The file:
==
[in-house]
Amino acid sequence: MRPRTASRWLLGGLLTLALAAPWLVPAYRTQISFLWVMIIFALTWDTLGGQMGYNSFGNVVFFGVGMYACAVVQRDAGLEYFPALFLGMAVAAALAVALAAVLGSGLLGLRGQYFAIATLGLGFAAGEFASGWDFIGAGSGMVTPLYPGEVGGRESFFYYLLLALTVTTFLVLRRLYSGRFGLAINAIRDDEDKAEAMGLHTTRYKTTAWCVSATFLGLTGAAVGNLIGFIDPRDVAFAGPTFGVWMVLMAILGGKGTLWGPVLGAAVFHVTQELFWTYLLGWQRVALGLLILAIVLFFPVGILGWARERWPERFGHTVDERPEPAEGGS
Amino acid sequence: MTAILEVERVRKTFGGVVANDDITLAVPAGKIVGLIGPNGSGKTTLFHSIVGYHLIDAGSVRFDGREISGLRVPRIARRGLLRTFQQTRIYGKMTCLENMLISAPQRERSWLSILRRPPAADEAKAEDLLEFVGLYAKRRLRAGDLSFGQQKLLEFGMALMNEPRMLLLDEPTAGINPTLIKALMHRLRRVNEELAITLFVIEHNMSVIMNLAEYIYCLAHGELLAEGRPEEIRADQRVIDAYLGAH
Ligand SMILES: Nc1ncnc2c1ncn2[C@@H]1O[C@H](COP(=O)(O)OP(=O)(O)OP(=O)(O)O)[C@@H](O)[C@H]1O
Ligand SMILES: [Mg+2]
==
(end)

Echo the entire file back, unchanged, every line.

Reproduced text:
[in-house]
Amino acid sequence: MRPRTASRWLLGGLLTLALAAPWLVPAYRTQISFLWVMIIFALTWDTLGGQMGYNSFGNVVFFGVGMYACAVVQRDAGLEYFPALFLGMAVAAALAVALAAVLGSGLLGLRGQYFAIATLGLGFAAGEFASGWDFIGAGSGMVTPLYPGEVGGRESFFYYLLLALTVTTFLVLRRLYSGRFGLAINAIRDDEDKAEAMGLHTTRYKTTAWCVSATFLGLTGAAVGNLIGFIDPRDVAFAGPTFGVWMVLMAILGGKGTLWGPVLGAAVFHVTQELFWTYLLGWQRVALGLLILAIVLFFPVGILGWARERWPERFGHTVDERPEPAEGGS
Amino acid sequence: MTAILEVERVRKTFGGVVANDDITLAVPAGKIVGLIGPNGSGKTTLFHSIVGYHLIDAGSVRFDGREISGLRVPRIARRGLLRTFQQTRIYGKMTCLENMLISAPQRERSWLSILRRPPAADEAKAEDLLEFVGLYAKRRLRAGDLSFGQQKLLEFGMALMNEPRMLLLDEPTAGINPTLIKALMHRLRRVNEELAITLFVIEHNMSVIMNLAEYIYCLAHGELLAEGRPEEIRADQRVIDAYLGAH
Ligand SMILES: Nc1ncnc2c1ncn2[C@@H]1O[C@H](COP(=O)(O)OP(=O)(O)OP(=O)(O)O)[C@@H](O)[C@H]1O
Ligand SMILES: [Mg+2]